tion: Passenger lines — First line between Santos and New York, 
steamers Avare, Bage, and Curvello; second line, between Santos and 
Hamburg, with the steamers Cuyahd, Caxias, Pocone, and Santarem; 
third line, between Santos and Genoa, devoted specially to the service 
of immigration, steamers Benevente, Santos, and Campos; fourth line, 
between Recife and Hamburg, steamers Baependy, Alfenas and Mar- 
anguape. Cargo lines — first line, between Santos and New York, 
steamers Ayuruoca, Madu, Parnahyba, and Taubate; second line, 
between Santos and New Orleans, steamers Algrete, Jaboatdo, and 
Ingd; third line, between Rio de Janeiro and Liverpool, steamers 
Barbacena, Caxamhu, Joazeiro, and Prlotas; fourth line^ between 



Santos and Hamburg, steamers Ai/uruoca, Maude, and Parnahyha; 
fifth line, between Rio Grande and New York, steamers Ifjnassu and 
Sahara; sixth line, between Recife and New York, steamers Curytiha 
and Guaratiha: seventh line, between Rio de Janeiro and Hamburg, 
steamers Aracaju and Cahedello. 

All these lines, both on their outgoing and return trips, will coop- 
erate in the coastwise service along the Brazilian coast. 

Capt. Nelson Guilhobel, present chief of the sea-going staff of the 
Lloyd Brasileiro, has been appointed to join the agency at the Liver- 
pool terminus of the new line of cargo steamers which has been estab- 
lished for England. These steamers, on their return to Brazil, will 
perform the service of transporting coal from Cardiff to Rio de 


Beginning with this year the Lloyd steamers will carry from 
Engli'sh ports all the coal required for consumption on the Central 
Railway of Brazil. 

Prices of passage ox the lines of Lloyd Brasileiro. — The 
governing board of the Lloyd Brasileiro has decided to effect the fol- 
lowing changes in their passage rates to Europe and the United 
States: First-class passage to Lisbon and the north of Europe, 800 and 
1,000 milreis, respectively ($104 and S130); second-class passage to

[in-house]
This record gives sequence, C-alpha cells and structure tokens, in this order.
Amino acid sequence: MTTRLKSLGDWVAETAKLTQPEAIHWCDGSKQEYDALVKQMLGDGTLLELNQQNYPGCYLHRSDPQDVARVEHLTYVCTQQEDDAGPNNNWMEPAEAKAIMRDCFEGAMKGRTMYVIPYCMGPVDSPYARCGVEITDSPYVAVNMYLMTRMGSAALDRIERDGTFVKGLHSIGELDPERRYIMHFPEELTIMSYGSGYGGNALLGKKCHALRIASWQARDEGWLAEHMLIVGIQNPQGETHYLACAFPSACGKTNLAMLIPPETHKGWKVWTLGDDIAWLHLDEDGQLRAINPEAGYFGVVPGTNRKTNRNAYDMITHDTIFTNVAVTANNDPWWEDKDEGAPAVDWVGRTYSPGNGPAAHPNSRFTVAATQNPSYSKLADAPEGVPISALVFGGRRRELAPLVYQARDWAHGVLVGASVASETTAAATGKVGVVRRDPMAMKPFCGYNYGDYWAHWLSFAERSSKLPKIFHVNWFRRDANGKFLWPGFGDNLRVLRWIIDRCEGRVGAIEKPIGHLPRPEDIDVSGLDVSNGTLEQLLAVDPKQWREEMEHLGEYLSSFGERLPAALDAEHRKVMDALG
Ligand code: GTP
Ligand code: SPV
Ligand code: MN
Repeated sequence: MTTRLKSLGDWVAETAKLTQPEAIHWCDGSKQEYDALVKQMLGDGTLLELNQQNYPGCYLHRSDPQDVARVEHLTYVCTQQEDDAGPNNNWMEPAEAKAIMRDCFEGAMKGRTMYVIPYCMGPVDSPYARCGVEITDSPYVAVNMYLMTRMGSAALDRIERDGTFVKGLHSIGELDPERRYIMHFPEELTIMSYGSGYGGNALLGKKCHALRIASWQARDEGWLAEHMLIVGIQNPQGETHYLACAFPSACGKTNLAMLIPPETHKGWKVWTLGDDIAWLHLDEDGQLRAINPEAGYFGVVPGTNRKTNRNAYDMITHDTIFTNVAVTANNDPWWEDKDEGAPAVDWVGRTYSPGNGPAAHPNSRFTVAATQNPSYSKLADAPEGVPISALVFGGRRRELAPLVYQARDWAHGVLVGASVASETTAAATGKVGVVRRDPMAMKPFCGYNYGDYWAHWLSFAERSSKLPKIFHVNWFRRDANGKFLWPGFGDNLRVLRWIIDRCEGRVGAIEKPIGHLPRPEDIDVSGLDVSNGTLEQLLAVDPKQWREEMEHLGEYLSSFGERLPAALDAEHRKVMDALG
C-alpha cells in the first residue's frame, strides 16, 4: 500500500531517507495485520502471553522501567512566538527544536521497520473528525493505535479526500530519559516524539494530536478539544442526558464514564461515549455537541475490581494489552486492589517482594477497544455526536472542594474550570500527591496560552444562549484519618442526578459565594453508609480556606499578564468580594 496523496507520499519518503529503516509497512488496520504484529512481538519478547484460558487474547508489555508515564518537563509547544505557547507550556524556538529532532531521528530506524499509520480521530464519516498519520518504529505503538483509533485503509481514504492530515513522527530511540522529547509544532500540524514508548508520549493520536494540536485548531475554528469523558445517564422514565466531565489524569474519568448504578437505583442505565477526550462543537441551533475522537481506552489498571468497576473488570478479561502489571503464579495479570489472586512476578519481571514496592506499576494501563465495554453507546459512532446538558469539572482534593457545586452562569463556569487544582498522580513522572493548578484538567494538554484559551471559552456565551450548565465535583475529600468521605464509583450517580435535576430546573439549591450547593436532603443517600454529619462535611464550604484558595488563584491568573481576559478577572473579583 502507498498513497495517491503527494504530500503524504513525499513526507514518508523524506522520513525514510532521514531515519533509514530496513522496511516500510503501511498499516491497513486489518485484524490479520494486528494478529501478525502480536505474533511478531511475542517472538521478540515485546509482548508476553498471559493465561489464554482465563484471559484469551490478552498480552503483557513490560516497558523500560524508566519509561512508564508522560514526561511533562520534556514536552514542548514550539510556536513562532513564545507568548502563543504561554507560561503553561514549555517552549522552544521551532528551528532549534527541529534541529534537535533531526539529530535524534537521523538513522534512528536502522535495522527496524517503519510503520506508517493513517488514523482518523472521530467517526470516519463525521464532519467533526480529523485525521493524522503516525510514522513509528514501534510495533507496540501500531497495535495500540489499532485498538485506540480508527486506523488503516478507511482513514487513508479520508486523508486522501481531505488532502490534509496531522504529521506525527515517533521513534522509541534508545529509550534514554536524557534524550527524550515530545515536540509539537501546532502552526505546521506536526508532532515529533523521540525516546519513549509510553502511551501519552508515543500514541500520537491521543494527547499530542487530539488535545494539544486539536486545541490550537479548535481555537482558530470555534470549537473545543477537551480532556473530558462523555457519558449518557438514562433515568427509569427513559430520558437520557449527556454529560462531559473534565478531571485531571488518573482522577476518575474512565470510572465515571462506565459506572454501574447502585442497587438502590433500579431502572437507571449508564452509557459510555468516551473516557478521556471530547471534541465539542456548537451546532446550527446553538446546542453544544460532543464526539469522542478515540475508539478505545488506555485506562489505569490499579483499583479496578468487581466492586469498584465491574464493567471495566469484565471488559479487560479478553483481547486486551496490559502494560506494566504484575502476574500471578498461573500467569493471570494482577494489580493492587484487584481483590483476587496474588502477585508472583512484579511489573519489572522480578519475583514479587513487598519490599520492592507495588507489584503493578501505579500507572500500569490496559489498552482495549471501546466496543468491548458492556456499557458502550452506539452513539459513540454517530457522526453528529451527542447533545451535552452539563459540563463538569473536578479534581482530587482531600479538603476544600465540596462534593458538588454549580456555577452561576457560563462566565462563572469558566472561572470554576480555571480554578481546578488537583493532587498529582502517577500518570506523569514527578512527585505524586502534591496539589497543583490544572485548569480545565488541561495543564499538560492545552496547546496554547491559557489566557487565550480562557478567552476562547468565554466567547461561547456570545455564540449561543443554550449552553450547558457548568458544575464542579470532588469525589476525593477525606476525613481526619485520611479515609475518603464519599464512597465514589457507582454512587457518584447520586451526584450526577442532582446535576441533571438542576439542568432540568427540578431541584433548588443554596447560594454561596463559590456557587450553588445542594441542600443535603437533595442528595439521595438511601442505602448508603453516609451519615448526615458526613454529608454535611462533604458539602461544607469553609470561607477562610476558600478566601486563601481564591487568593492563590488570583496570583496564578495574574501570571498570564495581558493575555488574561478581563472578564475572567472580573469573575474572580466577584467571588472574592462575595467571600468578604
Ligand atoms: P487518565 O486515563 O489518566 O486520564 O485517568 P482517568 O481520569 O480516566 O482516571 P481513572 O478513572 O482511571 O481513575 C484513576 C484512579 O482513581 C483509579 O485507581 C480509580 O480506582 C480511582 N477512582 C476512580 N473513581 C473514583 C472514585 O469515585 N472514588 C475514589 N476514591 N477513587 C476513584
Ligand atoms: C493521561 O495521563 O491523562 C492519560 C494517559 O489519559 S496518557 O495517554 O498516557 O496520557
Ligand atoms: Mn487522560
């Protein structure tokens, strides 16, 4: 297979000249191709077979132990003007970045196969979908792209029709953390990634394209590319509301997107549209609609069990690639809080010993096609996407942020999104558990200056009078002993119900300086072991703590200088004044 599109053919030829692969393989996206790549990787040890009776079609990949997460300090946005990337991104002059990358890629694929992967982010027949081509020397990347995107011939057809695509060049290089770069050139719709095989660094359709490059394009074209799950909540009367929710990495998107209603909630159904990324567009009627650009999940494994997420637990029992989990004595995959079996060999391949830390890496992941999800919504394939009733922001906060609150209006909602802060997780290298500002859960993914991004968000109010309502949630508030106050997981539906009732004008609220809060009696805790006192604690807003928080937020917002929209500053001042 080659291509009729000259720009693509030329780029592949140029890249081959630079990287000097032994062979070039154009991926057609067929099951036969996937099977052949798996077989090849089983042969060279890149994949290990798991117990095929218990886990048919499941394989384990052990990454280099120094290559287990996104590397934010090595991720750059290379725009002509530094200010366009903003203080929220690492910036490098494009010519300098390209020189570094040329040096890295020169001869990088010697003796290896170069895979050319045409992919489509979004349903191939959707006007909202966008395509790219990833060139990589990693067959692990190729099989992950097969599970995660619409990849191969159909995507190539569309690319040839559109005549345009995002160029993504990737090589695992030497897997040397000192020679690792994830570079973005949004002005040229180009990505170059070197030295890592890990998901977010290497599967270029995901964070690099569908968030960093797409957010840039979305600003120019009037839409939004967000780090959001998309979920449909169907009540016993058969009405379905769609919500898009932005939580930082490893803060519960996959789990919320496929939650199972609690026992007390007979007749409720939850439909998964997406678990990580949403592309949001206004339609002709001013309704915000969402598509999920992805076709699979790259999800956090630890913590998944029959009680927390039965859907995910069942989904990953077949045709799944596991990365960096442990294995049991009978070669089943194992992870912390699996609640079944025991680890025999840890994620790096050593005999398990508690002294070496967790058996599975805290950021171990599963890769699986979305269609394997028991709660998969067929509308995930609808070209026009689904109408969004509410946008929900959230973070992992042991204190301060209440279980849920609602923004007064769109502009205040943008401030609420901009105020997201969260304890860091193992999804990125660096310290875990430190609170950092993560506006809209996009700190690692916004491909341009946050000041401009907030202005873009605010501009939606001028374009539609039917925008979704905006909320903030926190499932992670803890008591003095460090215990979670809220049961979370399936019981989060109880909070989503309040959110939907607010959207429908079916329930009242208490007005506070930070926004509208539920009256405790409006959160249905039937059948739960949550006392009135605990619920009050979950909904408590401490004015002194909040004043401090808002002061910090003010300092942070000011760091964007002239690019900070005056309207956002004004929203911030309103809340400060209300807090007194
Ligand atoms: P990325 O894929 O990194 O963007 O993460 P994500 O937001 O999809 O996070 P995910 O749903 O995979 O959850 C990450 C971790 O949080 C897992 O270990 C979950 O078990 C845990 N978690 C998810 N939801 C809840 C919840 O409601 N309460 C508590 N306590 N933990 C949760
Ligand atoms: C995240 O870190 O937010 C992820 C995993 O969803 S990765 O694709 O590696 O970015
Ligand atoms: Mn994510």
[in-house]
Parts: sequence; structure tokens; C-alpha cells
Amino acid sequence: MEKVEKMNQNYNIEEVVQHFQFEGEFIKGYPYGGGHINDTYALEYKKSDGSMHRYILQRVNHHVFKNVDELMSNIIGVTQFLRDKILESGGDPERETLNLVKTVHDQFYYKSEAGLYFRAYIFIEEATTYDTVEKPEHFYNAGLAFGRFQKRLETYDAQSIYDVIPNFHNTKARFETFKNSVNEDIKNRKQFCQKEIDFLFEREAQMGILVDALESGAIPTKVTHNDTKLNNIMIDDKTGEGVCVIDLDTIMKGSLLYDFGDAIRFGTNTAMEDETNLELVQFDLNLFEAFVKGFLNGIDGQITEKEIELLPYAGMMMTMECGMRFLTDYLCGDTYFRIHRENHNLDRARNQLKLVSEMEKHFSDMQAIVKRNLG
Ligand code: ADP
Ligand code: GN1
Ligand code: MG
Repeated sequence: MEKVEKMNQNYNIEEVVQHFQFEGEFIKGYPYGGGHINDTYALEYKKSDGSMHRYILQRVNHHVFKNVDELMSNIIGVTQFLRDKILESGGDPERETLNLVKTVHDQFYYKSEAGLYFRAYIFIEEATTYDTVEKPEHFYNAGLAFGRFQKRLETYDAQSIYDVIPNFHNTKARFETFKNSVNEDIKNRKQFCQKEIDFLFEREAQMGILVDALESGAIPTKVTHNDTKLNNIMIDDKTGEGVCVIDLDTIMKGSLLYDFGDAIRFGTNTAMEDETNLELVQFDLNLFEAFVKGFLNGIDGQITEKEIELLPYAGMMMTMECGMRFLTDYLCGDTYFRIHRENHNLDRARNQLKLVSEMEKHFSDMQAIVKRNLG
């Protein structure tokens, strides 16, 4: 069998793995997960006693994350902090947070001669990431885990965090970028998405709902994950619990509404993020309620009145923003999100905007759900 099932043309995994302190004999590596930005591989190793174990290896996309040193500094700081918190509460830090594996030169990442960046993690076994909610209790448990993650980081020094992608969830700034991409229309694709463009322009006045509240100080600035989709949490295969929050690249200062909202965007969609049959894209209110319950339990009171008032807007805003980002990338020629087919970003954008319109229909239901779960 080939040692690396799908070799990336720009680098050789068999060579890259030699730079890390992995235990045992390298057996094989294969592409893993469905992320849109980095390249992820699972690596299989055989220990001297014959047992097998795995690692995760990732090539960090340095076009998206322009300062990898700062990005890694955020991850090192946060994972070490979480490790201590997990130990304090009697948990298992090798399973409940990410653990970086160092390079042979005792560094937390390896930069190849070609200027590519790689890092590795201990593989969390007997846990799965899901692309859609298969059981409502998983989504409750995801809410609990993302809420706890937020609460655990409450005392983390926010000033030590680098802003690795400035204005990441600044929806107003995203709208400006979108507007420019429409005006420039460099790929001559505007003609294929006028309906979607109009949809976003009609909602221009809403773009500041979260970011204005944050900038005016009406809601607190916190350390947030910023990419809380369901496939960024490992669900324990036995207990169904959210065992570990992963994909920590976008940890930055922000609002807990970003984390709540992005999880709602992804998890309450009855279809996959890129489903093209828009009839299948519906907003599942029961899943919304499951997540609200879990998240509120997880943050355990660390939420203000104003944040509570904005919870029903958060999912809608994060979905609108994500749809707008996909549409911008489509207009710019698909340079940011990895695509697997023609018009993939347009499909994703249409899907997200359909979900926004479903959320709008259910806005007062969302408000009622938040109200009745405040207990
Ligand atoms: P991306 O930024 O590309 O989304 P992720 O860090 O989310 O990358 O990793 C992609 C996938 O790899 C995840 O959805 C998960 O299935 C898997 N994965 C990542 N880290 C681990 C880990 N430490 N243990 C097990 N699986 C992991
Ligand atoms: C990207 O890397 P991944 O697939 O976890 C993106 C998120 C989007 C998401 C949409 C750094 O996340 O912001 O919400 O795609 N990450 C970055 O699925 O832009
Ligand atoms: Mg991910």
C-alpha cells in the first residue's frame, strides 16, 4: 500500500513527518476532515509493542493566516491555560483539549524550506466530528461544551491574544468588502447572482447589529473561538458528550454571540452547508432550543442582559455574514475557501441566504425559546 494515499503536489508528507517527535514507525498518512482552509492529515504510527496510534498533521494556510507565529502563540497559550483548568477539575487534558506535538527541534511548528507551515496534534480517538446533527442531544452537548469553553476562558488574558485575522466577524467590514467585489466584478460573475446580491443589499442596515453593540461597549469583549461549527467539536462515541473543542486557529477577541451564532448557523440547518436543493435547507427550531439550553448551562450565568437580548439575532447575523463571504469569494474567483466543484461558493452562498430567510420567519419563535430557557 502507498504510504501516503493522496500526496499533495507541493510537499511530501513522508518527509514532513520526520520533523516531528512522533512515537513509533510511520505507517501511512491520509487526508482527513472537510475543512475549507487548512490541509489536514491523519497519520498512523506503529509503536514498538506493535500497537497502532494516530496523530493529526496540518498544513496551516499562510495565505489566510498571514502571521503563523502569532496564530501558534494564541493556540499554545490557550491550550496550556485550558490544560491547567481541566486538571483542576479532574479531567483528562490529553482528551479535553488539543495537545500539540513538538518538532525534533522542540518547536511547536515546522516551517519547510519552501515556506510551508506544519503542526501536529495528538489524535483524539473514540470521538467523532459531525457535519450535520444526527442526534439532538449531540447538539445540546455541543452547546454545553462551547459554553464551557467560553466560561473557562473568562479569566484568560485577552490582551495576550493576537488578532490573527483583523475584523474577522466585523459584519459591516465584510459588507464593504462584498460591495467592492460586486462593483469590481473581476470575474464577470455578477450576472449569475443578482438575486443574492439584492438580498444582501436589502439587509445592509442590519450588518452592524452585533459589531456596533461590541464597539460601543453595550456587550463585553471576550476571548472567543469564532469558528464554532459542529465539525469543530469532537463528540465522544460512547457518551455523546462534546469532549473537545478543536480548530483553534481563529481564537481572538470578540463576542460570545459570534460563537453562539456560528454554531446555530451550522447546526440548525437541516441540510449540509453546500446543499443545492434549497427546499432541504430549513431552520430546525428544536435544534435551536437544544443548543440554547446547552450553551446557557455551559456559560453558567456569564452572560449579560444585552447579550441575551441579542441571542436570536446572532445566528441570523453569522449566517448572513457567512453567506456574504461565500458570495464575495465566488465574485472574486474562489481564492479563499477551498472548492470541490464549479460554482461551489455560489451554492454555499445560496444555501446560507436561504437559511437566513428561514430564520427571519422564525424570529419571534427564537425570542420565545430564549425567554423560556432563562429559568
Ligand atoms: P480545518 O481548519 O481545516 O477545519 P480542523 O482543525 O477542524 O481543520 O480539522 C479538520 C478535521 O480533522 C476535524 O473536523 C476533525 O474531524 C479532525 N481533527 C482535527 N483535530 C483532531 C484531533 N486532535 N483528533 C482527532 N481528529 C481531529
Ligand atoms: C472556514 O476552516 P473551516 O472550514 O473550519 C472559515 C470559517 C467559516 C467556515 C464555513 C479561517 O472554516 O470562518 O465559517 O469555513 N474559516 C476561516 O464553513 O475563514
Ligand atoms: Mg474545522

the same points, 300 and 400 milreis ($39 and $54) ; first-class passage 
to the United States, 1,700 milreis ($221). 

New steamer service.— According to press reports Messrs. 
Rogers and Webb, agents for P. lOeppe & Co., of Bergen, Norway, 
have announced that a new steamship service is to be inaugurated 
immediately between Boston and the River Plate and Brazilian 
ports. Five steamers are to be placed in this service, it was an- 


Hydroelectric development.— There has been recently organ- 
ized in Santiago a company with a capital of £12.000,000 sterling 
whose chief object is to develop electricity from the waterfalls m cen- 
tral Chile for supplying hght and power to Santiago and other cities 
and towns. The new company, which is called the (^ompafna 
Chilena de Electricidad, Limitada, was formed as a combination of 
the Compania Nacional de Fuerza Electrica and the Chilean Tram- 
way & Light Co., and will supply the power for the electrification of 
the first zone of the Chilean railways, between Santiago and \ al- 
paraiso, in addition to the many other uses to which the power wdl 

be put. 

The company has a plant 12 miles from Santiago, with a capacity 
of 20,000 horsepower, and another in Santiago, of 18,000 liorsepower, 
soon to be increased to 28,000. At Maitcnes, 35 miles from Santiago, 


on the Colorado River, a great plant to be finished the middle of 
1922 is in process of construction. It will furnish 35,000 horsepower. 
Later the company plans to build at Puente de Cristo one of the most 
powerful hydroelectric stations in the workl, capable of developing 
65,000 horsepower. Central Chile will then have at its disposal a 
force of more than 100,000 horsepower, derived exclusively from the 
rivers of that region, a source of incalculable benefit in the general 
progress of the country. 

Railway commission. — A commission of engineers has been sent 
to Germany to inspect the construction of a shipment of rails ordered 
by the Railwa}^ Administration from the Krupp and Stinnes plants 
and to study the use of steel in railway material. The rails ordered 
will weigh about 12,000 tons and will cost approximately 6,000,000 

National Congress of Instruction, Agriculture, and Vet- 
erinary Science.- -The two chief recommendations of this congress, 
which met in Santiago last fall, were the immediate creation of a 
Ministry of Agriculture, considered indispensable for the coordination 
of the efforts being made to promote national agriculture and lay 
down basic principles for the settlement of the great agricultural 
problems of the Republic; and the early passing of the rural code, 
greatly needed in connection with agricultural labor. 

Pacific Fruit Co, — The Pacific Fruit Co,, whose main office is in 
Valparaiso, has been incorporated for a term of 50 years. It \nl\ buy 
and sell fruit and other natural products originating in Chile and 
other countries of South America on the Pacific coast, and will export 
Chilean merchantUse in order to facilitate the purchase of foreign 
fruit and other products. It may also carry on fruit raising or other 
industries. The capital of the company is 500,000 pesos. 

Nitrate propaganda. -The Government has granted the Asso- 
ciation of Nitrate Producers the sum of £40,000 sterling for the pur- 
pose of carr^nng on nitrate propaganda abroad. The producers will 
add £90,000 to this amount. 

Nitrate. — Nitrate statistics up to November 1, 1921, were as fol-